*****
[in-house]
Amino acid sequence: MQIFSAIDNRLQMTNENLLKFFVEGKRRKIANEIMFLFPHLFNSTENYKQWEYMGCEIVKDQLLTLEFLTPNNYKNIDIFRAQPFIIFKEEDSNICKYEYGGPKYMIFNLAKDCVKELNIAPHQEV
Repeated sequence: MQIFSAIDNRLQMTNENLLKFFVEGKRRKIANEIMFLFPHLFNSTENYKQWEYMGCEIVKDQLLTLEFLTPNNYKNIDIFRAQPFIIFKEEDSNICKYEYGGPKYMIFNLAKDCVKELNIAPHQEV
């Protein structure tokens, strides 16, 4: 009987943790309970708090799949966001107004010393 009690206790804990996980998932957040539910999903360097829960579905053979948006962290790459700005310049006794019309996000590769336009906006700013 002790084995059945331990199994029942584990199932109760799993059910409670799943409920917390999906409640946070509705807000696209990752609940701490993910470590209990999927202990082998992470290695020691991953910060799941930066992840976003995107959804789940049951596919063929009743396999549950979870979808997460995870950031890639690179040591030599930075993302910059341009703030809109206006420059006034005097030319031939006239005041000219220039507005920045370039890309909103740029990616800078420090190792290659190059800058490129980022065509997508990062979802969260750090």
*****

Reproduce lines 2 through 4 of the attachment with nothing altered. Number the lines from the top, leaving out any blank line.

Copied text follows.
Amino acid sequence: MQIFSAIDNRLQMTNENLLKFFVEGKRRKIANEIMFLFPHLFNSTENYKQWEYMGCEIVKDQLLTLEFLTPNNYKNIDIFRAQPFIIFKEEDSNICKYEYGGPKYMIFNLAKDCVKELNIAPHQEV
Repeated sequence: MQIFSAIDNRLQMTNENLLKFFVEGKRRKIANEIMFLFPHLFNSTENYKQWEYMGCEIVKDQLLTLEFLTPNNYKNIDIFRAQPFIIFKEEDSNICKYEYGGPKYMIFNLAKDCVKELNIAPHQEV
């Protein structure tokens, strides 16, 4: 009987943790309970708090799949966001107004010393 009690206790804990996980998932957040539910999903360097829960579905053979948006962290790459700005310049006794019309996000590769336009906006700013 002790084995059945331990199994029942584990199932109760799993059910409670799943409920917390999906409640946070509705807000696209990752609940701490993910470590209990999927202990082998992470290695020691991953910060799941930066992840976003995107959804789940049951596919063929009743396999549950979870979808997460995870950031890639690179040591030599930075993302910059341009703030809109206006420059006034005097030319031939006239005041000219220039507005920045370039890309909103740029990616800078420090190792290659190059800058490129980022065509997508990062979802969260750090």